Here is the scene in which Perseus rescues Andromeda from a monster, in this case a human one:

Scene 3

The curtain rises on total darkness. The howling of a wolf can be heard, slowly blending into the the terrified scream of a young woman. The lights come back up on a forest road. A man, is dragging a fiercely resisting young woman off the road into the surrounding forest. Enter Perseus, who pulls Herman’s rifle out of its bag, and runs offstage after the woman and her assailant. The sound of fighting can be heard, a gunshot, and then silence. Perseus re-enters, leading the badly shaken young woman.

PERSEUS: This is the first time I ever tried to shoot somebody. I think I missed him.

ANDROMEDA: I hope you hit him. I hope he goes off somewhere and bleeds to death.

(She sits on a rock, glancing up at Perseus who stands leaning on the rifle.)

I don’t know how to thank you. You saved my life.

PERSEUS: Oh, that’s all right. I had to do what I could.

ANDROMEDA: You saved my life.

PERSEUS: Are you all right, miss? Do you need to go to a hospital?

ANDROMEDA: No, I’m all right. Just let me sit for a minute.

PERSEUS: Shouldn’t we call the police?

ANDROMEDA: No way! That bastard has more money than you or me. We go to the cops and we’d be the ones ending up in jail. (She extends her hand to Perseus.) Uh, I’m Andromeda, by the way.

PERSEUS: Andromeda? No kidding?

ANDROMEDA: I know it’s a weird name.

PERSEUS: No, that’s not it. My name is Perseus.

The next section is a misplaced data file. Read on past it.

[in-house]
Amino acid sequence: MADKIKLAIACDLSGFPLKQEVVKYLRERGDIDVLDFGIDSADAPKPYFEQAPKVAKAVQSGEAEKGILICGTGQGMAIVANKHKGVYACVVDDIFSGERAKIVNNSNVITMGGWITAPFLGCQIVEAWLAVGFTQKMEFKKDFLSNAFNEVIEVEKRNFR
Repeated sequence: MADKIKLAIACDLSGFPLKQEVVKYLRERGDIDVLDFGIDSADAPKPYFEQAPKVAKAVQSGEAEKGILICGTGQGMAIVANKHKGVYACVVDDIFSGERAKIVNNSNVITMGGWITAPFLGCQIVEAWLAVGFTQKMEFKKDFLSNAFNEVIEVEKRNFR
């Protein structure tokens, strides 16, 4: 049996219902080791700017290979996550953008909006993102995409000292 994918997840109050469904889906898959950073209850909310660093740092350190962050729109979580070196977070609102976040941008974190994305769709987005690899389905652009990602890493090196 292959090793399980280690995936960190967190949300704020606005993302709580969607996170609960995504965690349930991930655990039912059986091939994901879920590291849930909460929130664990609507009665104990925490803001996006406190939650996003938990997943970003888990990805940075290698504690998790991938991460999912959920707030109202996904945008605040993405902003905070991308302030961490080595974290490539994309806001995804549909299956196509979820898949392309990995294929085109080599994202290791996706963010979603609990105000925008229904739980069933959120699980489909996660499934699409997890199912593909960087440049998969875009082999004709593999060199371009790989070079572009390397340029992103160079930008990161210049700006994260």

ANDROMEDA: Perseus? Wow! I guess your parents were really into myths too.

PERSEUS: Yeah, my mother was. But hey, you know the story of Perseus and Andromeda, right? How he came along and rescued her from a monster.

ANDROMEDA: Yeah, this is like the most amazing coincidence ever. I mean, that old man you shot really was a monster.

UPSTATE PERSEUS can be downloaded as a free PDF at the Wilderness Hill Books site.

Saturday, July 1, 2017

South Bronx version of Medea now available at as free download.

In 1976 the Elder Avenue Playhouse in the Bronx staged a play based on Euripides’ Medea which my classes at the time had been studying. The Playhouse was a very informal company, making use of various spaces in the Soundview neighborhood, then in the early phases of what came to be known as hiphop culture.

The various scenes in South Bronx Medea were acted out by adolescents and included plenty of improvisation. Many years passed and I came across a set of scripts and notes both in my handwriting and in that of a variety of students and fellow teachers. I have put together that fragmentary material in a single new format which is now made available as a free PDF. The script is licensed under a Creative Commons Non-commercial ShakeAlike “copyright.” This means that any person or group is free to make use of the material in a non-commercial manner as long as they acknowledge and link to the license.